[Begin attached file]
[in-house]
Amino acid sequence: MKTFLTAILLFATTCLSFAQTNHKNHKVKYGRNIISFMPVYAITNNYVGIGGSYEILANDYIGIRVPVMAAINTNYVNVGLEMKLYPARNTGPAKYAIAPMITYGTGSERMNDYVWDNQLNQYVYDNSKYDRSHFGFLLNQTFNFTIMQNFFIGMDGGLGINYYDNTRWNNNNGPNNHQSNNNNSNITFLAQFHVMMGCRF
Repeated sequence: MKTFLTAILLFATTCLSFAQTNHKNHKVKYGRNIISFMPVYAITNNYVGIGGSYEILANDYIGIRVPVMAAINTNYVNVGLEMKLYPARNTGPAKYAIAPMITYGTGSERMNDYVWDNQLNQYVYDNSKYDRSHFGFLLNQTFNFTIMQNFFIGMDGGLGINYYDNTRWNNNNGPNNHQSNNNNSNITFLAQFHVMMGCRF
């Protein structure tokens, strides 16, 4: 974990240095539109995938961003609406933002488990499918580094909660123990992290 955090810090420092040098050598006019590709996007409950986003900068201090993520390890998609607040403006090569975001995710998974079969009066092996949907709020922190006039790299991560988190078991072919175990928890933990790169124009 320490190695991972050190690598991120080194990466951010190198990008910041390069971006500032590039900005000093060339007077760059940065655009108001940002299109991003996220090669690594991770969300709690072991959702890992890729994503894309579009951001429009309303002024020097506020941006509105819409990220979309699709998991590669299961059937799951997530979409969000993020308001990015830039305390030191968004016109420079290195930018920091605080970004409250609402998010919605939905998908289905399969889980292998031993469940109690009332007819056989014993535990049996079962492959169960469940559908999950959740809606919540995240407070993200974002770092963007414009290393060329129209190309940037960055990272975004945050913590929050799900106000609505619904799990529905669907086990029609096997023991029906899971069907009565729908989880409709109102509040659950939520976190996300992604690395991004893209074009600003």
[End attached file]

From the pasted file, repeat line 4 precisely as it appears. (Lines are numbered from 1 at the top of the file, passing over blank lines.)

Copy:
């Protein structure tokens, strides 16, 4: 974990240095539109995938961003609406933002488990499918580094909660123990992290 955090810090420092040098050598006019590709996007409950986003900068201090993520390890998609607040403006090569975001995710998974079969009066092996949907709020922190006039790299991560988190078991072919175990928890933990790169124009 320490190695991972050190690598991120080194990466951010190198990008910041390069971006500032590039900005000093060339007077760059940065655009108001940002299109991003996220090669690594991770969300709690072991959702890992890729994503894309579009951001429009309303002024020097506020941006509105819409990220979309699709998991590669299961059937799951997530979409969000993020308001990015830039305390030191968004016109420079290195930018920091605080970004409250609402998010919605939905998908289905399969889980292998031993469940109690009332007819056989014993535990049996079962492959169960469940559908999950959740809606919540995240407070993200974002770092963007414009290393060329129209190309940037960055990272975004945050913590929050799900106000609505619904799990529905669907086990029609096997023991029906899971069907009565729908989880409709109102509040659950939520976190996300992604690395991004893209074009600003």